Whether it’s playing shortstop for Joe Parenti or playing quarterback for John Hoerster, Oak Park and River Forest senior Brian May is an athlete and leader for all seasons.
So what has it been like for the co-captain on both teams playing for two successful coaches in Joe Parenti (baseball) and John Hoerster (football)?
“Playing under Parenti and Hoerster are two very different coaching styles mostly because football and baseball are such different games,” May said. “Both those guys are high class individuals. I have nothing bad to say about either of them. I can’t even put into words how lucky I am to have played under these two coaches. Not only are they great coaches, but they care about more than just the sport. I have great relationships with both of them off the field.”
While he has developed a passion for football, May’s favorite sport from a very early age was baseball.
“Baseball was my (first) love ever since I picked one up as a toddler,” he said. “Playing on (OPRF) varsity baseball for three years has been something I will never forget. I have been playing with a lot of these guys since Little League so it means a lot to me. I’ve had the time of my life with my brothers on the diamond. It’s hard to think that soon enough, it will all be over.”
Before the last out is recorded, however, May is enjoying his senior campaign on an excellent OPRF baseball squad.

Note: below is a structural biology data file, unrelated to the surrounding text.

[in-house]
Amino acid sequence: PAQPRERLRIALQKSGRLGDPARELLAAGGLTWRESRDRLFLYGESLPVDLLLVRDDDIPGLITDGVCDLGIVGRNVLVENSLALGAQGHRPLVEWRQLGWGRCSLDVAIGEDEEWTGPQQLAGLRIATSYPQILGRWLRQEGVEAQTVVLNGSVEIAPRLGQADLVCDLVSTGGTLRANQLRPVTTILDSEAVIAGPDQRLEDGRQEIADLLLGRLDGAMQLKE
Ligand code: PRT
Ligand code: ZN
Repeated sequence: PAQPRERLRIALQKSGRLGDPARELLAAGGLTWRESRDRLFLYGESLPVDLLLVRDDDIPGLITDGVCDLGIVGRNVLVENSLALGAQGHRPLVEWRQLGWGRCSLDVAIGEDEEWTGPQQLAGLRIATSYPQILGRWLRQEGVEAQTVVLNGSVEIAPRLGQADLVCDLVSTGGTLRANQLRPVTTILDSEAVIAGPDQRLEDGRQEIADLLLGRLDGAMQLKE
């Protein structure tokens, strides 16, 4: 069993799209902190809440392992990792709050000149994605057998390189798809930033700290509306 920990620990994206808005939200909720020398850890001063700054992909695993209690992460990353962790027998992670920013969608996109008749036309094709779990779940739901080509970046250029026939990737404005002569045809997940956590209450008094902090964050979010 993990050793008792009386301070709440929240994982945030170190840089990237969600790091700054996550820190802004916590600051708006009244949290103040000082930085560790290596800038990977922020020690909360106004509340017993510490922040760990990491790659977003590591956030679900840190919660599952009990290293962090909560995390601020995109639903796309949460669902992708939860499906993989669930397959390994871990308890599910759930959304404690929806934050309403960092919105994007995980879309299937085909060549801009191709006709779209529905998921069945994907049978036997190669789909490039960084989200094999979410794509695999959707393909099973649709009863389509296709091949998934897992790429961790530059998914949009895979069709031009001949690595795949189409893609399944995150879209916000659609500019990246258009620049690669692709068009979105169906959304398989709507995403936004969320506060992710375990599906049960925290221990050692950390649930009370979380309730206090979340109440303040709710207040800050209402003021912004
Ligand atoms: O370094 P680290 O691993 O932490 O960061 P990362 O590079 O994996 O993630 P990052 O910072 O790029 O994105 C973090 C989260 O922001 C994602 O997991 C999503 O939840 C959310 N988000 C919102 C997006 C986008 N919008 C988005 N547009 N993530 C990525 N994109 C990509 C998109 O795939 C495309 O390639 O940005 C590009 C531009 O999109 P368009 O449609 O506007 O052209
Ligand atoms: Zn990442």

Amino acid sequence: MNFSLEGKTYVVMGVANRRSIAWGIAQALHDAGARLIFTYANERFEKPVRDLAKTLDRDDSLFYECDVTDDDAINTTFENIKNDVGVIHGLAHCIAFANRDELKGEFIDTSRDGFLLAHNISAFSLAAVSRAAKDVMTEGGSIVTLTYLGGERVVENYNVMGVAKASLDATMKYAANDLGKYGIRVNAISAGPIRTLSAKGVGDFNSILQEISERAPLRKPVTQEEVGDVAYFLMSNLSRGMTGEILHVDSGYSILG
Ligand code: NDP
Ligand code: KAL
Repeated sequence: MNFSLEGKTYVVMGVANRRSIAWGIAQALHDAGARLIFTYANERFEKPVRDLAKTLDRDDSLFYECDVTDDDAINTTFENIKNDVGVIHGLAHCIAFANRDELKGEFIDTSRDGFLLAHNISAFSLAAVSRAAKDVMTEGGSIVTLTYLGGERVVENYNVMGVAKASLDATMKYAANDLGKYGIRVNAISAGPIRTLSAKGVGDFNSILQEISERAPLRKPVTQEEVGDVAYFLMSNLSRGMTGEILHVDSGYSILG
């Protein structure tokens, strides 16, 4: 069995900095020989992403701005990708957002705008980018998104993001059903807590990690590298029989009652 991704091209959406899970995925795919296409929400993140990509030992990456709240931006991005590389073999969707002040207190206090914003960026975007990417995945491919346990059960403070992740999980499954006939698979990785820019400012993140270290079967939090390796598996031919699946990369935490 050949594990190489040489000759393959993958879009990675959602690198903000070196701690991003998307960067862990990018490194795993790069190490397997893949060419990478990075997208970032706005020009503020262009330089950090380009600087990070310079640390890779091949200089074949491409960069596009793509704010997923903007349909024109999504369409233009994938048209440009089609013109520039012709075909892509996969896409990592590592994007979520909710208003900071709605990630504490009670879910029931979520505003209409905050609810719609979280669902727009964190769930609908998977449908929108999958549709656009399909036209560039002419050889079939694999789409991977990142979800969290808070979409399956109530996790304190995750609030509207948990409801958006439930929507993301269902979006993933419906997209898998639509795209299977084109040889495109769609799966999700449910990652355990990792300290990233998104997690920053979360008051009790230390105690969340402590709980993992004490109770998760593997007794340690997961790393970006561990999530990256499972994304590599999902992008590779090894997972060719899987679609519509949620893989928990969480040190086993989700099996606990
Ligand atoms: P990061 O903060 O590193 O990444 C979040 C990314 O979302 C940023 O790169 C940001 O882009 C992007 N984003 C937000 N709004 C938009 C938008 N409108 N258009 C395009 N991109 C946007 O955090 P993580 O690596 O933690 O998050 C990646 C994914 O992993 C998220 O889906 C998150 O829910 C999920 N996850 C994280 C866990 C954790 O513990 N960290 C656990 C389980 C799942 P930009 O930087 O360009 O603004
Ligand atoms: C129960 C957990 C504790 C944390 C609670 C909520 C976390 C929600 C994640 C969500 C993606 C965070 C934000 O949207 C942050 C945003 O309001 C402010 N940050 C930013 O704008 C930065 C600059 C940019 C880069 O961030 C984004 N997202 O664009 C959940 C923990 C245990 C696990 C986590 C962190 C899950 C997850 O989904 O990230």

In terms of next year, May will attend and play college baseball at DePauw.
“Going to DePauw was a decision that seemed to fit me perfectly.” May said. “I love playing ball and didn’t want to hang up the cleats. I wanted to find a place where I can continue to do what I love, but still be able to have a college experience.”
May is undecided as to what he will study in college. However, he plans on staying involved with sports (perhaps as a sports agent) after getting his degree.
May, a River Forest resident, credits humility as the key to his success as an OPRF student-athlete.
“I’ve been successful as a student-athlete at OPRF because of my mindset,” he said. “Sure, hard work has been very helpful as well, but my calm head has kept me humble yet confident.
“In sports, a big thing is you can never let things get in your head. By that I mean if you’re playing well, you can’t get complacent. If you’re not playing well, you can’t get down on yourself.”
During the fall, May was the starting quarterback for the Huskies. He led OPRF to a sixth consecutive postseason berth and spearheaded some comeback victories for the Huskies.